January 31, 2014

Hollywood North goes Bucolic, Part Two

Last summer I wrote a post about a television show being filmed in our little town, which, through the vision of set designers and the skill of carpenters has been transformed into Wayward Pines, Idaho. I wrote about attending the casting call with my youngest daughter and about hoping she would get a call-back. She did not, but judging by the experience my friend Sue had of standing in the pouring rain in the middle of the night for four hours after spending five hours waiting in the high school gymnasium and earning minimum wage for her troubles, my daughter decided that being an extra might be better left to more hearty types on this occasion at least.

The cast and crew of the appropriately named Fox TV show Wayward Pines directed by M.Night Shyamalan have returned once per month since September to film the local outdoor scenes for each episode, and each time they come it seems the weather is either incredibly rainy or punishingly cold. The crew, dressed in multiple layers of black clothing scurry or stand around, depending on their position, drink plenty of coffee and maintain a general demeanor of helpful politeness to our town's citizens.

During actual filming, while the crew handles the flow of traffic around the site and answers questions, I have seen Matt Dillon posing for photos with local groupies between takes and M. Night talking with curious children. Overall, I think our town has embraced the project. The local businesses are benefitting financially from providing services to the crew and from the inconvenience of being part of the set. Our downtown has improved in appearance - so much so, that an artist friend returning briefly at Christmas from his studies in Ontario, and having no idea of the filming taking place, asked me what was 'with' the main street, and was it some kind of downtown revitalization project. The fact is, the additions to our downtown community have improved it and most of us will truly miss the extra pretty buildings, the whimsical signage, and general aura of 'lights, camera, action' which have made our quiet town, temporarily at least, a more vibrant place.

All the initial press about the show indicated that filming would wrap up this February. If the show is renewed for another season I suppose we will get to keep our pretend shops for a while longer, or they will, at least, be returned to us later in the year - I am not sure because I am quite shy about asking the crew a lot of questions. The one crew member I have managed to have any kind of real chat with was telling me about an area of Vancouver where a western-themed TV show is filmed. The set has been up for ten years now and has become a fixture in that community. This morning, not knowing the fate of our own particular set, I took my camera out in the frigid January sunshine to photograph it for what might just be the last time.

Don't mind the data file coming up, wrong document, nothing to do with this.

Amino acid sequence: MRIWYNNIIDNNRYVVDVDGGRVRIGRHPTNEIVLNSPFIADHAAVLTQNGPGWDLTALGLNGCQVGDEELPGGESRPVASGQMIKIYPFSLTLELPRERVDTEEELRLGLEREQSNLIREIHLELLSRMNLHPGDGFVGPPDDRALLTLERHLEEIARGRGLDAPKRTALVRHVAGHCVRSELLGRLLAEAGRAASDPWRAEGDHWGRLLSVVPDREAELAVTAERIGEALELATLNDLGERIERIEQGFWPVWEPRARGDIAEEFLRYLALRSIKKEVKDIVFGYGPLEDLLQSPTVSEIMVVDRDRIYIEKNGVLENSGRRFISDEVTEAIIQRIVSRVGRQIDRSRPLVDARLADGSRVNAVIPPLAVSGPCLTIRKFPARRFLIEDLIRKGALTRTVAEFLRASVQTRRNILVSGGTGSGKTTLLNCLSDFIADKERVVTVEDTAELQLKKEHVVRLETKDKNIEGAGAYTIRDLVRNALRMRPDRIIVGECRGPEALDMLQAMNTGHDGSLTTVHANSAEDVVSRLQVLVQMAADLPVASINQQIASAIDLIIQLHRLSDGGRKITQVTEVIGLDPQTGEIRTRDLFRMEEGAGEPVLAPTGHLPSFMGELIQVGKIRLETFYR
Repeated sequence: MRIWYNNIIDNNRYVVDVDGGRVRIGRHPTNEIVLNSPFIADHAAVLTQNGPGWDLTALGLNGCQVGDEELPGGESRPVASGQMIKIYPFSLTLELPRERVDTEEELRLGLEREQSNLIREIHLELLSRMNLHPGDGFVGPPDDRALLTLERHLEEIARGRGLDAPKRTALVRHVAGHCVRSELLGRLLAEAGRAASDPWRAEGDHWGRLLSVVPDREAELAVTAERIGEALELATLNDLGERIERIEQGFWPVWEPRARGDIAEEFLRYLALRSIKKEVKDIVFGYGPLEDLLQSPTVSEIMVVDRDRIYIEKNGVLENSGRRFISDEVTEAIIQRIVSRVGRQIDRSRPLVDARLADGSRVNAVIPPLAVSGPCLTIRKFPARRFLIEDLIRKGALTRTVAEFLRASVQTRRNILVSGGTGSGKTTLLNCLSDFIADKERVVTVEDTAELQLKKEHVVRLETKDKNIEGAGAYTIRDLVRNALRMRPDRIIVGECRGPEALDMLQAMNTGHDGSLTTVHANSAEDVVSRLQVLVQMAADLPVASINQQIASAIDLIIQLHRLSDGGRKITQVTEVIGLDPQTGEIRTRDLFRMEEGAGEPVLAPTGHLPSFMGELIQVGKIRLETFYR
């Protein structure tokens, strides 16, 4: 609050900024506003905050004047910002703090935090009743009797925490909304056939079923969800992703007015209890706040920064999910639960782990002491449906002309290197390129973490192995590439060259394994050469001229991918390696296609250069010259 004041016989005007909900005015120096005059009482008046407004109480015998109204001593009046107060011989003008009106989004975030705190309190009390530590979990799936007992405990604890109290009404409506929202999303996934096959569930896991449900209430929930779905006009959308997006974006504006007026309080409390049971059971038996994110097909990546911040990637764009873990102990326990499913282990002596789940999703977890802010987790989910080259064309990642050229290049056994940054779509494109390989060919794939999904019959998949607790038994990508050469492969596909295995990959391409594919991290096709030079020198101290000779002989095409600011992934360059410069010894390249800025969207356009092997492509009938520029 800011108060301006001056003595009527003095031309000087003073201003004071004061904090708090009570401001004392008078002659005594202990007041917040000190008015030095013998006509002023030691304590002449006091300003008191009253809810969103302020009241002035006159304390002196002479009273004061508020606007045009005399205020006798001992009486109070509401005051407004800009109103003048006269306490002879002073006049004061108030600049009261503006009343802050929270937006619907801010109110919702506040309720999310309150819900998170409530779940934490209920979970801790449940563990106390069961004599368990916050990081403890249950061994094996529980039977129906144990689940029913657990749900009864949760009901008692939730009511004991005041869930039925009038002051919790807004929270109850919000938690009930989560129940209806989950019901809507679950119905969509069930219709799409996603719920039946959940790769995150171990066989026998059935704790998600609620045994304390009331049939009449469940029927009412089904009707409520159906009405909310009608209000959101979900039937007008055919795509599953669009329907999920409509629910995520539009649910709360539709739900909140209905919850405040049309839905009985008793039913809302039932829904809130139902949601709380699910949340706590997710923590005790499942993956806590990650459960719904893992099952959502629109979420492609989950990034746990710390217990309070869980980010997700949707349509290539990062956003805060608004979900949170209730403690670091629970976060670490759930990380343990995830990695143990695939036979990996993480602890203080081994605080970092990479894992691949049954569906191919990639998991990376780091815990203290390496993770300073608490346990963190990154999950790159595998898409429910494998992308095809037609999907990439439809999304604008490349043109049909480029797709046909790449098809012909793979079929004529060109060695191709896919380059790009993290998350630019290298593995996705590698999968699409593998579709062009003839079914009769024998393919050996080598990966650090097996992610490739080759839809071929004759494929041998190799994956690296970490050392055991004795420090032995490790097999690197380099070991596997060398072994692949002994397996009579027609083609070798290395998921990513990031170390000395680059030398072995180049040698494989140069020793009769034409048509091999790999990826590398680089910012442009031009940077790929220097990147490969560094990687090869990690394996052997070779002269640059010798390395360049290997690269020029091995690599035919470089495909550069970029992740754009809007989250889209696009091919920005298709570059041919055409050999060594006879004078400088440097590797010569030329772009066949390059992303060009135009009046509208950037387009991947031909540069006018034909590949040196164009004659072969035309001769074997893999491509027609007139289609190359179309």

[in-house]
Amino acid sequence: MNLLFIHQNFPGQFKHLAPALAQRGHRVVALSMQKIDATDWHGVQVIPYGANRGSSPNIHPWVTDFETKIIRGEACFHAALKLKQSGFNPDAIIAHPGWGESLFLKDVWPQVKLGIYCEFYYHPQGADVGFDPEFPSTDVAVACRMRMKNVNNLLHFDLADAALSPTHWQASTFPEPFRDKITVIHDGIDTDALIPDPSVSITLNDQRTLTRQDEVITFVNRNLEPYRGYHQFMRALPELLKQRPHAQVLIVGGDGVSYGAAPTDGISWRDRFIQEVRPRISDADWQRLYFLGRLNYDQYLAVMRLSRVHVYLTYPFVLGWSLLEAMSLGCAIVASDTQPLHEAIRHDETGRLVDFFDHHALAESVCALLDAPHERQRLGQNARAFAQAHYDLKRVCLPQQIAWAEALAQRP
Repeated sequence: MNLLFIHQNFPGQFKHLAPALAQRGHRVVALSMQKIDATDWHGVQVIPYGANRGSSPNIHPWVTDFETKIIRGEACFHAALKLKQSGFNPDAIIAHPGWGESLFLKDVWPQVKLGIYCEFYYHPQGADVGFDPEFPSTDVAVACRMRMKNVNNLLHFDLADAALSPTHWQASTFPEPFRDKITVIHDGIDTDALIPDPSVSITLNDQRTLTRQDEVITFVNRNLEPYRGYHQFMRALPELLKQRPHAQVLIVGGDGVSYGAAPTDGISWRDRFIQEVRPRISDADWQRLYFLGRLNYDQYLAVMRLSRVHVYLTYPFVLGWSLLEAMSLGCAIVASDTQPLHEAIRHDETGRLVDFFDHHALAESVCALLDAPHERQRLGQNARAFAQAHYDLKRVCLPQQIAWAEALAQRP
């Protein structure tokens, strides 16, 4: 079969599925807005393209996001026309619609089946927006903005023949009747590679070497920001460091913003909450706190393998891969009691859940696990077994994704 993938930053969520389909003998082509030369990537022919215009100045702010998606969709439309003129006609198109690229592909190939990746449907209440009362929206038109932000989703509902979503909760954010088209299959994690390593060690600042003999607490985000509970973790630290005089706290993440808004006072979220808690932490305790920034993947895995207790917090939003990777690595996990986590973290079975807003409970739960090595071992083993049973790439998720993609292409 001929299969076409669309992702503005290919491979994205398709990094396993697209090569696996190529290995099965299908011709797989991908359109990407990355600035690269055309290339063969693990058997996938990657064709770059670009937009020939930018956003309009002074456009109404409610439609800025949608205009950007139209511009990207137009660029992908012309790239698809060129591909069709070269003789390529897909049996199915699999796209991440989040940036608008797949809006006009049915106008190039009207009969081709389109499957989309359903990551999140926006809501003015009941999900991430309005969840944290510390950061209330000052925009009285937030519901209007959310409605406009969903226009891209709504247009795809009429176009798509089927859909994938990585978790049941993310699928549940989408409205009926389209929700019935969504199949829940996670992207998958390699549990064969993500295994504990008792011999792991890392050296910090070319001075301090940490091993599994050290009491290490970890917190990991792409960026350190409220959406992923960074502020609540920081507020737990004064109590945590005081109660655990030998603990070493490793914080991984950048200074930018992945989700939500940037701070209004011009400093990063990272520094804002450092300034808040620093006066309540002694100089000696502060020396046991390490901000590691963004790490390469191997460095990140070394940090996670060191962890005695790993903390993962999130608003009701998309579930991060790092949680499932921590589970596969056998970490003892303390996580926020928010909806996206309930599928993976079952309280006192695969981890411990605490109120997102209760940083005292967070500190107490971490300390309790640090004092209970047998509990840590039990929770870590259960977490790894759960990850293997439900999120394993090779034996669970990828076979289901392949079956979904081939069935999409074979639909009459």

On the days leading up to filming, the crew adds the signs and other details to existing buildings:

The Newspaper office becomes a cafe

We suddenly have a theatre in town

This 'stone' bank is a wood and styrofoam facade...
 It covers an auto parts store

A welcome addition to our town if it were real

My friend Joanne's print shop becomes the Wayward Pines Chamber of Commerce

The facades that line the North side of the street fool visitors when their storefront windows are decorated and the signage put up: 

And this little sign in a shop window gives an indication of how things really are in the mysterious fictional town of Wayward Pines: 

This evening, the crew are going to 'blow up' a vehicle during filming. I might walk down with my younger daughter and check it out. If it's not too cold.

Click on the photos for an elarged-version slide show. And have a great weekend!


  1. ha. that stone building being a shell...hard to believe...its crazy...how much does it mess life up to have them filming there? pretty cool they used locals as extras...i need to check out the show...that notice is pretty crazy too...ha....

    1. The bank is impressive, isn't it? It doesn't mess up life much at all - they do everything they can to make things easy for the public. They used a few locals for extras, but not many.

  2. Isn't it extraordinary the lengths they go to? We watched Rye being transformed for filming The Monuments Men. I expect the moment on screen will be so fleeting that we could blink and miss it. The security men were so helpful and everyone seemed happy to have them there. The undoing of the sets was just as fascinating but just a little sad.

  3. It is, Lucille! Monuments Men seems like it will be a great film - I'm looking forward to it. Yes, when the sets come down it will feel like someone just rid my house of its art.
    I plan to watch a bit of the show being filmed here, I also expect to find our town a bit unrecognizable.


I'd love to hear your thoughts. Thanks!